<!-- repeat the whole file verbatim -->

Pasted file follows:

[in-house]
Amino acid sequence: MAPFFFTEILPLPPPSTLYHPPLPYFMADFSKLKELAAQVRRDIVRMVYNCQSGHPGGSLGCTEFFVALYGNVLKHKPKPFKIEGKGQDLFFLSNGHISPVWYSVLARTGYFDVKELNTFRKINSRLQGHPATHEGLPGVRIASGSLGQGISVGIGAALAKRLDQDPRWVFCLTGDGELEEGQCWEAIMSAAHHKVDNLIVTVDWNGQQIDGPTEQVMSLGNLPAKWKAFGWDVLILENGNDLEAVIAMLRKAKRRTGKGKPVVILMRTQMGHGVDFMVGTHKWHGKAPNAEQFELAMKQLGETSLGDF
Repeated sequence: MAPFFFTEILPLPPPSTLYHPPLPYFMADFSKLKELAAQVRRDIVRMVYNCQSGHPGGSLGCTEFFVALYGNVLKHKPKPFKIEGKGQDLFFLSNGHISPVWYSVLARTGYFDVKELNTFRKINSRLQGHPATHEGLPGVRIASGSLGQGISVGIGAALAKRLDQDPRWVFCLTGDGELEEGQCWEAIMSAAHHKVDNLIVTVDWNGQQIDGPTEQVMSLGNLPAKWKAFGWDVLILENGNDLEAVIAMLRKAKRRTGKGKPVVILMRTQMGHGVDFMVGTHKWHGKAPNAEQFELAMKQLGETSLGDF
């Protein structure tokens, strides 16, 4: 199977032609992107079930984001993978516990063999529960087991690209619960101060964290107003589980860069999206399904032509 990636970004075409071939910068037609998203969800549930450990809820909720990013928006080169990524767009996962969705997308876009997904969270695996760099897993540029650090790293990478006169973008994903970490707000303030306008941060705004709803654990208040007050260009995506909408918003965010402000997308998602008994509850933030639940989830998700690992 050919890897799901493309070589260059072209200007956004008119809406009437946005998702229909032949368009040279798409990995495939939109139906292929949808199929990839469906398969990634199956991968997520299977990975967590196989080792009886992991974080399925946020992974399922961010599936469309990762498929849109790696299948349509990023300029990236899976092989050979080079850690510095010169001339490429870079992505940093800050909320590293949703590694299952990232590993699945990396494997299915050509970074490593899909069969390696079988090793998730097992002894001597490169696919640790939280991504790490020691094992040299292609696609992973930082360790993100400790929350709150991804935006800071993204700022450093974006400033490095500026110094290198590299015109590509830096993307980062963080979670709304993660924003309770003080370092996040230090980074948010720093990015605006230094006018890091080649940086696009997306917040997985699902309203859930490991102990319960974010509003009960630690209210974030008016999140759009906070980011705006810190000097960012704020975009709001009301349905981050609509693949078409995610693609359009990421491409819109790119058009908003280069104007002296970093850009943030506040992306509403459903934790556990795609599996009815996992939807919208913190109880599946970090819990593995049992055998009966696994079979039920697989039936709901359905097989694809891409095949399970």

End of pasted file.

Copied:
[in-house]
Amino acid sequence: MAPFFFTEILPLPPPSTLYHPPLPYFMADFSKLKELAAQVRRDIVRMVYNCQSGHPGGSLGCTEFFVALYGNVLKHKPKPFKIEGKGQDLFFLSNGHISPVWYSVLARTGYFDVKELNTFRKINSRLQGHPATHEGLPGVRIASGSLGQGISVGIGAALAKRLDQDPRWVFCLTGDGELEEGQCWEAIMSAAHHKVDNLIVTVDWNGQQIDGPTEQVMSLGNLPAKWKAFGWDVLILENGNDLEAVIAMLRKAKRRTGKGKPVVILMRTQMGHGVDFMVGTHKWHGKAPNAEQFELAMKQLGETSLGDF
Repeated sequence: MAPFFFTEILPLPPPSTLYHPPLPYFMADFSKLKELAAQVRRDIVRMVYNCQSGHPGGSLGCTEFFVALYGNVLKHKPKPFKIEGKGQDLFFLSNGHISPVWYSVLARTGYFDVKELNTFRKINSRLQGHPATHEGLPGVRIASGSLGQGISVGIGAALAKRLDQDPRWVFCLTGDGELEEGQCWEAIMSAAHHKVDNLIVTVDWNGQQIDGPTEQVMSLGNLPAKWKAFGWDVLILENGNDLEAVIAMLRKAKRRTGKGKPVVILMRTQMGHGVDFMVGTHKWHGKAPNAEQFELAMKQLGETSLGDF
């Protein structure tokens, strides 16, 4: 199977032609992107079930984001993978516990063999529960087991690209619960101060964290107003589980860069999206399904032509 990636970004075409071939910068037609998203969800549930450990809820909720990013928006080169990524767009996962969705997308876009997904969270695996760099897993540029650090790293990478006169973008994903970490707000303030306008941060705004709803654990208040007050260009995506909408918003965010402000997308998602008994509850933030639940989830998700690992 050919890897799901493309070589260059072209200007956004008119809406009437946005998702229909032949368009040279798409990995495939939109139906292929949808199929990839469906398969990634199956991968997520299977990975967590196989080792009886992991974080399925946020992974399922961010599936469309990762498929849109790696299948349509990023300029990236899976092989050979080079850690510095010169001339490429870079992505940093800050909320590293949703590694299952990232590993699945990396494997299915050509970074490593899909069969390696079988090793998730097992002894001597490169696919640790939280991504790490020691094992040299292609696609992973930082360790993100400790929350709150991804935006800071993204700022450093974006400033490095500026110094290198590299015109590509830096993307980062963080979670709304993660924003309770003080370092996040230090980074948010720093990015605006230094006018890091080649940086696009997306917040997985699902309203859930490991102990319960974010509003009960630690209210974030008016999140759009906070980011705006810190000097960012704020975009709001009301349905981050609509693949078409995610693609359009990421491409819109790119058009908003280069104007002296970093850009943030506040992306509403459903934790556990795609599996009815996992939807919208913190109880599946970090819990593995049992055998009966696994079979039920697989039936709901359905097989694809891409095949399970």